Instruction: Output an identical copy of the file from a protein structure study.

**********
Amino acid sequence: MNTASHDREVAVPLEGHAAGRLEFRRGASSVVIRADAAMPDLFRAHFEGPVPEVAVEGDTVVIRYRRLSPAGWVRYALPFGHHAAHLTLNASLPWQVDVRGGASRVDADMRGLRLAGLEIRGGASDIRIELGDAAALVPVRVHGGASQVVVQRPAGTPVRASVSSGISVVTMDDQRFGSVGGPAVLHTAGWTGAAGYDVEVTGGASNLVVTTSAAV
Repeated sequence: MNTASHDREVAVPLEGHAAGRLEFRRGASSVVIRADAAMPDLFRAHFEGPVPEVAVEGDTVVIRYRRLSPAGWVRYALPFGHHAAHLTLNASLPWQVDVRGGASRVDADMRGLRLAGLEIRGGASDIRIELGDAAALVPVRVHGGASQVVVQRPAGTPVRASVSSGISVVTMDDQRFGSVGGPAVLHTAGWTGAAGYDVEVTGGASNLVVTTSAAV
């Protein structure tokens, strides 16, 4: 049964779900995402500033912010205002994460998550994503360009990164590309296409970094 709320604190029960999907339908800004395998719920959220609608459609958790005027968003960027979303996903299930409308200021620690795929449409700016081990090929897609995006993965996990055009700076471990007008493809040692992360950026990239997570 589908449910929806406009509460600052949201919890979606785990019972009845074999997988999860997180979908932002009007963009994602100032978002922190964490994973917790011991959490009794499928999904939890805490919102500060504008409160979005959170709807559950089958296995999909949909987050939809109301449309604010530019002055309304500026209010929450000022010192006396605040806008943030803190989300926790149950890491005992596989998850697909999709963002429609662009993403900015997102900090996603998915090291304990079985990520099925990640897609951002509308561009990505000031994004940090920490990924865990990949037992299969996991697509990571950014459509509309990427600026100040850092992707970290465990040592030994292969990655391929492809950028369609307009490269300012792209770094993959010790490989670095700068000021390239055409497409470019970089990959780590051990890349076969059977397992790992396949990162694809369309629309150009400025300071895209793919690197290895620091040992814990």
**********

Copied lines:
Amino acid sequence: MNTASHDREVAVPLEGHAAGRLEFRRGASSVVIRADAAMPDLFRAHFEGPVPEVAVEGDTVVIRYRRLSPAGWVRYALPFGHHAAHLTLNASLPWQVDVRGGASRVDADMRGLRLAGLEIRGGASDIRIELGDAAALVPVRVHGGASQVVVQRPAGTPVRASVSSGISVVTMDDQRFGSVGGPAVLHTAGWTGAAGYDVEVTGGASNLVVTTSAAV
Repeated sequence: MNTASHDREVAVPLEGHAAGRLEFRRGASSVVIRADAAMPDLFRAHFEGPVPEVAVEGDTVVIRYRRLSPAGWVRYALPFGHHAAHLTLNASLPWQVDVRGGASRVDADMRGLRLAGLEIRGGASDIRIELGDAAALVPVRVHGGASQVVVQRPAGTPVRASVSSGISVVTMDDQRFGSVGGPAVLHTAGWTGAAGYDVEVTGGASNLVVTTSAAV
């Protein structure tokens, strides 16, 4: 049964779900995402500033912010205002994460998550994503360009990164590309296409970094 709320604190029960999907339908800004395998719920959220609608459609958790005027968003960027979303996903299930409308200021620690795929449409700016081990090929897609995006993965996990055009700076471990007008493809040692992360950026990239997570 589908449910929806406009509460600052949201919890979606785990019972009845074999997988999860997180979908932002009007963009994602100032978002922190964490994973917790011991959490009794499928999904939890805490919102500060504008409160979005959170709807559950089958296995999909949909987050939809109301449309604010530019002055309304500026209010929450000022010192006396605040806008943030803190989300926790149950890491005992596989998850697909999709963002429609662009993403900015997102900090996603998915090291304990079985990520099925990640897609951002509308561009990505000031994004940090920490990924865990990949037992299969996991697509990571950014459509509309990427600026100040850092992707970290465990040592030994292969990655391929492809950028369609307009490269300012792209770094993959010790490989670095700068000021390239055409497409470019970089990959780590051990890349076969059977397992790992396949990162694809369309629309150009400025300071895209793919690197290895620091040992814990």